A public disclosure request was made to the city of Puyallup, verifying whether an additional 1,750 semi-trucks per day are really expected from 7 new warehouses (see 9th paragraph on link) proposed on valley farmland. The result:
So the number expected is actually 6,723 including semis, small trucks and private vehicles. Is this why the misnamed Friends of Puyallup PAC of warehouse developers are trying to stack city council with candidates who won’t take a stand on an environmental impact statement, let alone road infrastructure to handle traffic generated by their 7 proposed warehouses?
A neighbor from Shaw Road* said it best: “If a study is required, the developer will have to pay for improvements to offset the impact on roads, traffic lights, etc, but if a study is not done, as the developer hopes, the taxpayers will pay for those improvements….
“The decision is simple, if you want the developer to pay for necessary improvements, vote for the candidate supporting an impact study. If you don’t mind paying taxes for the whole thing, vote for the candidate who wants to push this through without a study.”
For those who praise this number as a sign of successful economic development, we ask why then, can’t these developers pay for road improvements to handle traffic, as well as environmental protections of the river and other natural resources? Certainly, the environmental impact statement (EIS) itself would have cost much less in time and money than the warehouse developers have put into fighting the need for an EIS study in court, and now in the political arena. What are they afraid an EIS will find?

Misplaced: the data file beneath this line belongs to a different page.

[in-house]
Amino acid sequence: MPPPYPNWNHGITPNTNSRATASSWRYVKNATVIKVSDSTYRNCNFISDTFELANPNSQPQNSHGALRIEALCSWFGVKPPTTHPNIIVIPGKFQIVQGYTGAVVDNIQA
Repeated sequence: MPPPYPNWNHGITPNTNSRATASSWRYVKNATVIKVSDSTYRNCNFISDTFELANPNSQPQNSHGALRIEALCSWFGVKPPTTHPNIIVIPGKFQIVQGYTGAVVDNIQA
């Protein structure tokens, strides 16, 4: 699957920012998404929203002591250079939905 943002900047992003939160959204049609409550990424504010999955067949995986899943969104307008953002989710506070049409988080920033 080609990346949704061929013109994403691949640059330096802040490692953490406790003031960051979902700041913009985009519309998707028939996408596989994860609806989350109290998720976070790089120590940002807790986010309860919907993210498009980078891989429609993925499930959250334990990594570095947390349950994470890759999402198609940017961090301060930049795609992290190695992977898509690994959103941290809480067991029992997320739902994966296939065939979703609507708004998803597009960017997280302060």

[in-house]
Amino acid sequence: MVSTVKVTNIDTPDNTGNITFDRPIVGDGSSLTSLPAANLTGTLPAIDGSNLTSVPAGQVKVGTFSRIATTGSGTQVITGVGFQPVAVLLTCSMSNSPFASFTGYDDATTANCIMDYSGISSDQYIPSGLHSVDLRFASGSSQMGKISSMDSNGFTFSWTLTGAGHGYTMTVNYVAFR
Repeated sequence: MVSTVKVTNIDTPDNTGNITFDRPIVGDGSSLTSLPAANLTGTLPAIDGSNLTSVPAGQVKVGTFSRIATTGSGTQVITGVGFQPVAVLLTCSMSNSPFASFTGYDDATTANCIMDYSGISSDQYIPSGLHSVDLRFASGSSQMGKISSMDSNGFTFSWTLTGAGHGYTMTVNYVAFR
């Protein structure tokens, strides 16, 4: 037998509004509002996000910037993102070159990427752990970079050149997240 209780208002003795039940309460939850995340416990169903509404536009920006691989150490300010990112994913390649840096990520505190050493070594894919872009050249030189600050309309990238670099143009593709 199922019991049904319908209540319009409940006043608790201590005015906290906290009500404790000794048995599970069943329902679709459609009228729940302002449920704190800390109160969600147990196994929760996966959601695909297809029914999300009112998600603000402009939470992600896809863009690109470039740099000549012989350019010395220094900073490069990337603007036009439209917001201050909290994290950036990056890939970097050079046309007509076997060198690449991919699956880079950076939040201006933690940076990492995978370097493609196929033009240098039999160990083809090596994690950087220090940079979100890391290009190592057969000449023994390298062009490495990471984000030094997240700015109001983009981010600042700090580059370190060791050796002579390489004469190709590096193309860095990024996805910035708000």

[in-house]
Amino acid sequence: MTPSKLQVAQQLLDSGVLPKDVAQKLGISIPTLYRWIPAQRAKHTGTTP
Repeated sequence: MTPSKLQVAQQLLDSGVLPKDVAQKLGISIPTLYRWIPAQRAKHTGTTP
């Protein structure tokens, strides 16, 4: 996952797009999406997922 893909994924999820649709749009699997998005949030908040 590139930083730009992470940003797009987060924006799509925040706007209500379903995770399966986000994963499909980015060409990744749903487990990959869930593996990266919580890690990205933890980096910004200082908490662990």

The other request we have for developers, realtors, builders and candidates supporting the warehouses is that they compare the number and quality of jobs generated by 1) warehouses where most operations are automated and dependent on semi-truck traffic, with 2) mixed-use commercial development like what was originally agreed upon for the Van Lierop property and takes into consideration available road capacity, mountain views, river impacts, and other quality of life issues.
The Bradley Lake Business Park, championed by John Palmer and other leaders with real vision, is an exellent example of sold economic development. It brought real wealth to our community while improving quality of life: jobs, housing, and the preservation of a lake that’s become one of the most popular family destinations in our area.
* Quote used with permission.